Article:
Featured Research

from universities, journals, and other organizations

Heavy Horseriders -- They're A Pain In The Back!

Date:
April 9, 2006
Source:
Society for Experimental Biology
Summary:
A horse's saddle and the weight of its rider can cause spinal abnormalities horses. Patricia de Cocq, from Wageningen University in the Netherlands, will present novel data showing that when a horse bears the weight of a rider it adjusts the position of its back and alters its limb movements, which makes it prone to back-pain. "The goal of this study is to advise horse trainers and saddle fitters on how to prevent injuries," explains de Cocq.

Horse locomotion being assessed.
Credit: Patricia de Cocq

A horse's saddle and the weight of its rider can directly affect equine performance, causing spinal abnormalities in racehorses and showjumpers.

At the Society for Experimental Biology's Main Annual Meeting in Canterbury [session A7], Patricia de Cocq is presenting novel data showing that when a horse bears the weight of a rider it adjusts the position of its back and alters its limb movements, which makes it prone to back-pain. "The goal of this study is to advise horse trainers and saddle fitters on how to prevent injuries", explains de Cocq.

The research group – from Wageningen University in the Netherlands – analyse horse biomechanics by using a 3D-movement capture system to film horses, with and without 75 kg loads, on treadmills. They can also measure the degree of back-extension and -flexion using data that they have obtained on the relative position and angle of the horse's vertebrae.

They have found that weight and a saddle induce an overall extension of the back, which may contribute to soft tissue injuries. "We consider the changes in limb movement to be a compensatory mechanism for the changed back-position", says de Cocq. "If causes of back pain are known, preventive measures can be taken. The techniques used in this study can be used to compare the comfort for the horse of different saddle designs, which may then improve horse performance."

This research is extremely important because studies on the existence of back problems are limited. "In the future we are planning to also integrate force-measurements into our studies to address issues such as saddle design and riding techniques. In the long run we hope to generate guidelines as to riding techniques and to the maximum weight that a particular horse should carry", says de Cocq.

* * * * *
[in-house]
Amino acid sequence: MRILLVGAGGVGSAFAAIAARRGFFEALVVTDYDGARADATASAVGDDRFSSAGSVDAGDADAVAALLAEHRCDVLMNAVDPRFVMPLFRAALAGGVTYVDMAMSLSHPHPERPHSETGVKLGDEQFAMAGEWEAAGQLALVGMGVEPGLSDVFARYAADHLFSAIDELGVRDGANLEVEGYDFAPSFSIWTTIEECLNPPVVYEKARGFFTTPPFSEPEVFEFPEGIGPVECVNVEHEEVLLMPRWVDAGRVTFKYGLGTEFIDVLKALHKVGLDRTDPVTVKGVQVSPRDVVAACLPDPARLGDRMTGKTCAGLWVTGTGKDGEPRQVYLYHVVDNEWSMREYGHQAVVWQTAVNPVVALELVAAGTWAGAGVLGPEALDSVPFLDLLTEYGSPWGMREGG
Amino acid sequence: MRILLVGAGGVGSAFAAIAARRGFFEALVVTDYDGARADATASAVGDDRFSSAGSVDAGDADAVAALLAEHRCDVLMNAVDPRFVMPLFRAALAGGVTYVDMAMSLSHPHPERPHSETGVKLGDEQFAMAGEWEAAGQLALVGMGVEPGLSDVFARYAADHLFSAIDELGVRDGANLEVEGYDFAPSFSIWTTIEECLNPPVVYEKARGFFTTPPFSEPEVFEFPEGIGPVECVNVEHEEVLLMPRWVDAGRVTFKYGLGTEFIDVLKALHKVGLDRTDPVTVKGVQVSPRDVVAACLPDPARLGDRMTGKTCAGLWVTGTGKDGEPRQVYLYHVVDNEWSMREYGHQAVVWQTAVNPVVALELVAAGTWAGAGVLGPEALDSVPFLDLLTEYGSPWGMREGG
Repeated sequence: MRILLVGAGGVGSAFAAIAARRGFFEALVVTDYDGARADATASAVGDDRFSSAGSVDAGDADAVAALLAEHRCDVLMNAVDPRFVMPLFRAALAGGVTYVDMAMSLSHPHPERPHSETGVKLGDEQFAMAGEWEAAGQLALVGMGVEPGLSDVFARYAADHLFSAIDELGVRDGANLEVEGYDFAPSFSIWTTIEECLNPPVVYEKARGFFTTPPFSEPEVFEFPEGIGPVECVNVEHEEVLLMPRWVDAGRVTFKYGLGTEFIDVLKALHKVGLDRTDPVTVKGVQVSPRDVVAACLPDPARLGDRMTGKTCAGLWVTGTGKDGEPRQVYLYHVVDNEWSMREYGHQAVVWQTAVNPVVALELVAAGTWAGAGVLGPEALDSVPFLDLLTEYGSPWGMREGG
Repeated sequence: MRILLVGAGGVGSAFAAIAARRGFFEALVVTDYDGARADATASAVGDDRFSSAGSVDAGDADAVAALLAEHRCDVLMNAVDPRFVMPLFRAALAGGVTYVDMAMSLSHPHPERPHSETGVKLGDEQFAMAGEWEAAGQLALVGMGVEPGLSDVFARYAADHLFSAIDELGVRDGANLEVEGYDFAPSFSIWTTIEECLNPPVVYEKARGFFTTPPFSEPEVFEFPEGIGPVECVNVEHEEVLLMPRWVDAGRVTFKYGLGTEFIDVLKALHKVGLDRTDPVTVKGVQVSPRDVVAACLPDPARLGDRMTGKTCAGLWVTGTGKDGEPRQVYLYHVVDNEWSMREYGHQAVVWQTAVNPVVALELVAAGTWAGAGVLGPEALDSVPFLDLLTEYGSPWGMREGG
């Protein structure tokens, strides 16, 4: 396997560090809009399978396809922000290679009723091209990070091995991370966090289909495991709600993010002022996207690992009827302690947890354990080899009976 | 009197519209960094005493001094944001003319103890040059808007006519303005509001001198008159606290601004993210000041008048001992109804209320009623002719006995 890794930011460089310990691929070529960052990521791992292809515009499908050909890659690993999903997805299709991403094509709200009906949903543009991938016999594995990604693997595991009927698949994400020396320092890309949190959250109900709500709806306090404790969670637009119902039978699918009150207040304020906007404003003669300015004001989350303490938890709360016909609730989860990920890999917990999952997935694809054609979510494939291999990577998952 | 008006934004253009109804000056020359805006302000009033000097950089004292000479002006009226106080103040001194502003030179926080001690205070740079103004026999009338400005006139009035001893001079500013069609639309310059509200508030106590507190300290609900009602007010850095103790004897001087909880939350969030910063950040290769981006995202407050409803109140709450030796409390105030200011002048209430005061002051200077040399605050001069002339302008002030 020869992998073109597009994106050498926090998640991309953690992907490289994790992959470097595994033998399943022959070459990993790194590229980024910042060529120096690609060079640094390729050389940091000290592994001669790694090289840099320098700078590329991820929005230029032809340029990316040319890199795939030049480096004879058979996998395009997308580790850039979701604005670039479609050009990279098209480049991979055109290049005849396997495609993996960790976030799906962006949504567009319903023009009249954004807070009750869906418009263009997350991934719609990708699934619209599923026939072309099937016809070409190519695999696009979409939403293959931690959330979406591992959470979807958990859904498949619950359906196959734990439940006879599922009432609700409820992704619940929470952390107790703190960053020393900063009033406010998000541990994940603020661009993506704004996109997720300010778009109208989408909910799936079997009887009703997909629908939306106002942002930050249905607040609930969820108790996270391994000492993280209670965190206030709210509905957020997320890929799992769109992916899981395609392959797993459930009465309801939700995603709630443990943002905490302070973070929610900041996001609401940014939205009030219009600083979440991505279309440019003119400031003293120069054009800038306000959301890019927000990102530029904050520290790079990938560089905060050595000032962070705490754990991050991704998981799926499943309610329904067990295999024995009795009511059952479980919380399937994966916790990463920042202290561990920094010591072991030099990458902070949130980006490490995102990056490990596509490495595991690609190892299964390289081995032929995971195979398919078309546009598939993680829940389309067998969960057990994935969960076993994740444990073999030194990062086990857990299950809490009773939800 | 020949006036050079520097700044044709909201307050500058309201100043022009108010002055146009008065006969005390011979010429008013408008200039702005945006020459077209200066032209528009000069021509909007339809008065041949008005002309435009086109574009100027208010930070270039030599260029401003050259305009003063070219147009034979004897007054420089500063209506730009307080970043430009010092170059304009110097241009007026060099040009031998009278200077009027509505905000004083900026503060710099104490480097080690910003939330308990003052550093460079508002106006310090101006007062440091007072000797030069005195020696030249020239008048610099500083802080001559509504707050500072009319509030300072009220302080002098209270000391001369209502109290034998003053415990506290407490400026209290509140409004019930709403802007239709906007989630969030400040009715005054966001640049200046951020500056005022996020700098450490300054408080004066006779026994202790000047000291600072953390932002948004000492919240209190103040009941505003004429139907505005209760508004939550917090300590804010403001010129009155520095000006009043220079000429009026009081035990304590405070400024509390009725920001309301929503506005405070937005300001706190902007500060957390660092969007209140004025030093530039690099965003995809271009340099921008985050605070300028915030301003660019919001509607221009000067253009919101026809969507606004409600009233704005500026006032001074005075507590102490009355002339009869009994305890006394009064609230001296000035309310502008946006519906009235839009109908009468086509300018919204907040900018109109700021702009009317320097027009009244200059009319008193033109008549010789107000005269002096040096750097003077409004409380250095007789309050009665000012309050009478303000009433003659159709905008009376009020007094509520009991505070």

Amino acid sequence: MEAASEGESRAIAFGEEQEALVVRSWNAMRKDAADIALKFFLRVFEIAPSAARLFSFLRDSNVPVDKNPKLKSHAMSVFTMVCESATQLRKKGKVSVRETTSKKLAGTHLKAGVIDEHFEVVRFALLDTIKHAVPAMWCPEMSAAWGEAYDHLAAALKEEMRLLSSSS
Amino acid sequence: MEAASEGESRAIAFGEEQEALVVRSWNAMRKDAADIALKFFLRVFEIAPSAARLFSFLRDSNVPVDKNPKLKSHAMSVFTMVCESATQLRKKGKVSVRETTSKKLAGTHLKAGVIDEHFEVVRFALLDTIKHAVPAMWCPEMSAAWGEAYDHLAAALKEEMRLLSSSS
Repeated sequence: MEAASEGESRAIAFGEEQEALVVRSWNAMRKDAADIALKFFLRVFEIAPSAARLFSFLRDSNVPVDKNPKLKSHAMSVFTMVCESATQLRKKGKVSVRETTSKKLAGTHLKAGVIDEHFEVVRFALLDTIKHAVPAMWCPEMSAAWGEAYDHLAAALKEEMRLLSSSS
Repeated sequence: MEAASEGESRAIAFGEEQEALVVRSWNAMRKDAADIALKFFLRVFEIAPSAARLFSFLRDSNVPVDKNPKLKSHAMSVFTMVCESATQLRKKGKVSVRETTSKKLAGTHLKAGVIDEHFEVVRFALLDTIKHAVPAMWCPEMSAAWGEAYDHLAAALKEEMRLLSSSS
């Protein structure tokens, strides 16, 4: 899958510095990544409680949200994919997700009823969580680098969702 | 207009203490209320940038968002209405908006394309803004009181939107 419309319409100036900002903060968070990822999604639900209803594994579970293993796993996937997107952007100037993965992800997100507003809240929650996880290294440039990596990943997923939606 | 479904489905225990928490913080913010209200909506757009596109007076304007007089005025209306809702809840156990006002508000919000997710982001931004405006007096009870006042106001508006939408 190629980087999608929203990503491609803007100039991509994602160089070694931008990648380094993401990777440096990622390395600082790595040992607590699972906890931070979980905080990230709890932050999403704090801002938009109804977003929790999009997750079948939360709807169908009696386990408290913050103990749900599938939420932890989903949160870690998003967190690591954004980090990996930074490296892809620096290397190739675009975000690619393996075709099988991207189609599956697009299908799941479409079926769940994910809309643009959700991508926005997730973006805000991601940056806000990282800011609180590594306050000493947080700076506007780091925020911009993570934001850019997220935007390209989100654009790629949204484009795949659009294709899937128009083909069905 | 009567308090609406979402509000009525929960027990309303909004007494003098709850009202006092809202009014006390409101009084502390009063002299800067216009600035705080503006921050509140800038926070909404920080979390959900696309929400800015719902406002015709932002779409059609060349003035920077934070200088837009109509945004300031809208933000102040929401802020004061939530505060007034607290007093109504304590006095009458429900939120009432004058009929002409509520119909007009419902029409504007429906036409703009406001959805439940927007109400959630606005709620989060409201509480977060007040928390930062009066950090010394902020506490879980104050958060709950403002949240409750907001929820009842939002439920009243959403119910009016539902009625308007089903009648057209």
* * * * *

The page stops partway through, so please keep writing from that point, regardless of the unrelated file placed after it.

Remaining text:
Story Source:

The above story is based on materials provided by Society for Experimental Biology. Note: Materials may be edited for content and length.


Cite This Page:

Society for Experimental Biology. "Heavy Horseriders -- They're A Pain In The Back!." ScienceDaily. ScienceDaily, 9 April 2006. <www.sciencedaily.com/releases/2006/04/060409153126.htm>.
Society for Experimental Biology. (2006, April 9). Heavy Horseriders -- They're A Pain In The Back!. ScienceDaily. Retrieved September 2, 2014 from www.sciencedaily.com/releases/2006/04/060409153126.htm
Society for Experimental Biology. "Heavy Horseriders -- They're A Pain In The Back!." ScienceDaily. www.sciencedaily.com/releases/2006/04/060409153126.htm (accessed September 2, 2014).

Share This




More Plants & Animals News

Tuesday, September 2, 2014

Featured Research

from universities, journals, and other organizations


Featured Videos

from AP, Reuters, AFP, and other news services

We've Got Mites Living In Our Faces And So Do You

We've Got Mites Living In Our Faces And So Do You

Newsy (Aug. 30, 2014) A new study suggests 100 percent of adult humans (those over 18 years of age) have Demodex mites living in their faces. Video provided by Newsy
Powered by NewsLook.com
Washington Wildlife Center Goes Nuts Over Baby Squirrels

Washington Wildlife Center Goes Nuts Over Baby Squirrels

Reuters - US Online Video (Aug. 30, 2014) An animal rescue in Washington state receives an influx of orphaned squirrels, keeping workers busy as they nurse them back to health. Rough Cut (no reporter narration). Video provided by Reuters
Powered by NewsLook.com
Experimental Ebola Drug ZMapp Cures Lab Monkeys Of Disease

Experimental Ebola Drug ZMapp Cures Lab Monkeys Of Disease

Newsy (Aug. 29, 2014) In a new study, a promising experimental treatment for Ebola managed to cure a group of infected macaque monkeys. Video provided by Newsy
Powered by NewsLook.com
Killer Amoeba Found in Louisiana Water System

Killer Amoeba Found in Louisiana Water System

AP (Aug. 28, 2014) State health officials say testing has confirmed the presence of a killer amoeba in a water system serving three St. John the Baptist Parish towns. (Aug. 28) Video provided by AP
Powered by NewsLook.com

Search ScienceDaily

Number of stories in archives: 140,361

Find with keyword(s):
Enter a keyword or phrase to search ScienceDaily for related topics and research stories.

Save/Print:
Share:

Breaking News:
from the past week

In Other News

... from NewsDaily.com

Science News

Health News

Environment News

Technology News



Save/Print:
Share:

Free Subscriptions


Get the latest science news with ScienceDaily's free email newsletters, updated daily and weekly. Or view hourly updated newsfeeds in your RSS reader:

Get Social & Mobile


Keep up to date with the latest news from ScienceDaily via social networks and mobile apps:

Have Feedback?


Tell us what you think of ScienceDaily -- we welcome both positive and negative comments. Have any problems using the site? Questions?
Mobile: iPhone Android Web
Follow: Facebook Twitter Google+
Subscribe: RSS Feeds Email Newsletters
Latest Headlines Health & Medicine Mind & Brain Space & Time Matter & Energy Computers & Math Plants & Animals Earth & Climate Fossils & Ruins